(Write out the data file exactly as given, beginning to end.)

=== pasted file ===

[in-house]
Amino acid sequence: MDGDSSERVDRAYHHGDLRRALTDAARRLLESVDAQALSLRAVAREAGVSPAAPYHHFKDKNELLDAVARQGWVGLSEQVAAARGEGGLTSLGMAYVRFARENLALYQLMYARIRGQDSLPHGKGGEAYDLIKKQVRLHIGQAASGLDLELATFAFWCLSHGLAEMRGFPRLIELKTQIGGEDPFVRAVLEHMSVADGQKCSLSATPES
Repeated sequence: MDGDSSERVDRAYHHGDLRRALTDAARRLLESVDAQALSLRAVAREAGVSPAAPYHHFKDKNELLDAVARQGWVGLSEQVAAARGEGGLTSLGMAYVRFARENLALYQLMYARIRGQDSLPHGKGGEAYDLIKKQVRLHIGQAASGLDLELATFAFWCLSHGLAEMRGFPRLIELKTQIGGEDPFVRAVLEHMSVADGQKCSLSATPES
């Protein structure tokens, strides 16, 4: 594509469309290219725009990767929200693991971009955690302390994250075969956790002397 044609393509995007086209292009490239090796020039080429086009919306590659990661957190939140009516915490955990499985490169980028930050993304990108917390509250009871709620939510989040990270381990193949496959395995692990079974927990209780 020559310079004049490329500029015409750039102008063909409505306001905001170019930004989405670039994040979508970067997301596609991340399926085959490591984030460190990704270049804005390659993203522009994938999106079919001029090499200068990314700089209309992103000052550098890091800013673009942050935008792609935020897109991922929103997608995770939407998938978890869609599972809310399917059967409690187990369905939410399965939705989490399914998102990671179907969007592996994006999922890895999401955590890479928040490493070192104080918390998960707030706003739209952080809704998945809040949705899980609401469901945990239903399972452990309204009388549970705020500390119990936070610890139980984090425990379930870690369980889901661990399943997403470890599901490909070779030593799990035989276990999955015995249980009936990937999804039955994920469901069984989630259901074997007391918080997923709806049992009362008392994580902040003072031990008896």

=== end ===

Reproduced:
[in-house]
Amino acid sequence: MDGDSSERVDRAYHHGDLRRALTDAARRLLESVDAQALSLRAVAREAGVSPAAPYHHFKDKNELLDAVARQGWVGLSEQVAAARGEGGLTSLGMAYVRFARENLALYQLMYARIRGQDSLPHGKGGEAYDLIKKQVRLHIGQAASGLDLELATFAFWCLSHGLAEMRGFPRLIELKTQIGGEDPFVRAVLEHMSVADGQKCSLSATPES
Repeated sequence: MDGDSSERVDRAYHHGDLRRALTDAARRLLESVDAQALSLRAVAREAGVSPAAPYHHFKDKNELLDAVARQGWVGLSEQVAAARGEGGLTSLGMAYVRFARENLALYQLMYARIRGQDSLPHGKGGEAYDLIKKQVRLHIGQAASGLDLELATFAFWCLSHGLAEMRGFPRLIELKTQIGGEDPFVRAVLEHMSVADGQKCSLSATPES
């Protein structure tokens, strides 16, 4: 594509469309290219725009990767929200693991971009955690302390994250075969956790002397 044609393509995007086209292009490239090796020039080429086009919306590659990661957190939140009516915490955990499985490169980028930050993304990108917390509250009871709620939510989040990270381990193949496959395995692990079974927990209780 020559310079004049490329500029015409750039102008063909409505306001905001170019930004989405670039994040979508970067997301596609991340399926085959490591984030460190990704270049804005390659993203522009994938999106079919001029090499200068990314700089209309992103000052550098890091800013673009942050935008792609935020897109991922929103997608995770939407998938978890869609599972809310399917059967409690187990369905939410399965939705989490399914998102990671179907969007592996994006999922890895999401955590890479928040490493070192104080918390998960707030706003739209952080809704998945809040949705899980609401469901945990239903399972452990309204009388549970705020500390119990936070610890139980984090425990379930870690369980889901661990399943997403470890599901490909070779030593799990035989276990999955015995249980009936990937999804039955994920469901069984989630259901074997007391918080997923709806049992009362008392994580902040003072031990008896």